The PLA on Parade

The PLA on Parade
The PLA on Parade 

The Wall Street Journal
SEPTEMBER 28, 2009,

Perhaps the most prominent event marking the 60th anniversary of the 
founding of the People's Republic of China will be a massive parade 
showcasing the People's Liberation Army's newest technologies. Chinese 
and Western reports indicate some 52 weapons will be unveiled, including 
intercontinental and medium-range ballistic missiles, unmanned aerial 
vehicles, long-range cruise missiles and the domestically produced J-10 
fighter plane.

In some respects the big guns will be a distraction. The lower-profile 
command, control and communications systems, such as airborne 
early-warning and control aircraft and satellite-communications devices, 
more accurately reflect the comprehensive challenge of China's expanding 
military capabilities. These systems might not look that special while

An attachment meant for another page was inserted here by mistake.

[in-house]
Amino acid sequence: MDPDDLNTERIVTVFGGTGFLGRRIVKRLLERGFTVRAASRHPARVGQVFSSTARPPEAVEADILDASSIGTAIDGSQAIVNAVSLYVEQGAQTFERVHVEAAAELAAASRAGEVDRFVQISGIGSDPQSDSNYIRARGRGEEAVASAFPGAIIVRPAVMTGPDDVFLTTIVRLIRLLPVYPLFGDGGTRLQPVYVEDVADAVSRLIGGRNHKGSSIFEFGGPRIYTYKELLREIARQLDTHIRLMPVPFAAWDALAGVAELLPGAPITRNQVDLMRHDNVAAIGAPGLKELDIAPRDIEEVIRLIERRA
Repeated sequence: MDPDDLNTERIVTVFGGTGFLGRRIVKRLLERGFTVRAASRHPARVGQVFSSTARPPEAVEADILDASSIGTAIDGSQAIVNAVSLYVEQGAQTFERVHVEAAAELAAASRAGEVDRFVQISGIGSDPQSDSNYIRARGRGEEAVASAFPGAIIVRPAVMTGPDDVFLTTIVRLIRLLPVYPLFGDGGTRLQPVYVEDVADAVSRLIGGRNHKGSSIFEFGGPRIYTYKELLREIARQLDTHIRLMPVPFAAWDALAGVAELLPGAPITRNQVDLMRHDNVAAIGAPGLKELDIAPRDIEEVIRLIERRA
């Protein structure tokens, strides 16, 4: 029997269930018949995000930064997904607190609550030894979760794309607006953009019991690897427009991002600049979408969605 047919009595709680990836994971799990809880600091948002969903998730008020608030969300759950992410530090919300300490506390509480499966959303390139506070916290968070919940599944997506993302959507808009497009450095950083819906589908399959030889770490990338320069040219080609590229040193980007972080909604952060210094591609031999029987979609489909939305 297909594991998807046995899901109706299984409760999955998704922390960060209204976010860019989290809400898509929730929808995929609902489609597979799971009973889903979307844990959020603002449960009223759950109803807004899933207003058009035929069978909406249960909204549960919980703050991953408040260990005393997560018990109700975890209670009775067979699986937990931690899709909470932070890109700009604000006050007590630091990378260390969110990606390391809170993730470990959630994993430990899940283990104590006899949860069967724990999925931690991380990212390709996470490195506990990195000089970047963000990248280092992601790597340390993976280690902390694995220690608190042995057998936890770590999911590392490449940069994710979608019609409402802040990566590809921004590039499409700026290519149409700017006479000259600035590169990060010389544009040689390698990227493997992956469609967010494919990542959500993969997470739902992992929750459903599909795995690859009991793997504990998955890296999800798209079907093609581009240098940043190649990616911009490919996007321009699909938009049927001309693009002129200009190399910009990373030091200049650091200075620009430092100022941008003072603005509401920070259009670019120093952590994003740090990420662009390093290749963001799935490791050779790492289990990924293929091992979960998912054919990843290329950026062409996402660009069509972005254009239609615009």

in a parade, but they evince the increasing sophistication of China's 
strategic thinking and technology.

China isn't aiming to match the United States weapon-for-weapon. 
Instead, China is pursuing an "asymmetric" approach. It is a view of 
future warfare, expounded in PLA analyses, that focuses more on enabling 
the PLA to gather, transmit and exploit information while denying an 
opponent that same ability.

China's knowledge of how to use its newly acquired advanced systems to 
counter more efficiently American strengths poses the biggest challenge. 
Space systems are crucial to this effort. Not only do they occupy the 
"high ground" essential for garnering information superiority, but they 
have been a key part of the American way of evidenced in Kuwait, 
Kosovo, Afghanistan and Iraq.

Less noticeable, but arguably even more important and worrisome, is a 
coherent doctrine and improved training regimens. PLA training efforts 
also include extensive exercising of command-and-control capabilities, 
employing forces that cross military region boundaries, and "conducting 
training in complex electromagnetic environments," a reference to both 
electronic warfare and cyberwarfare.


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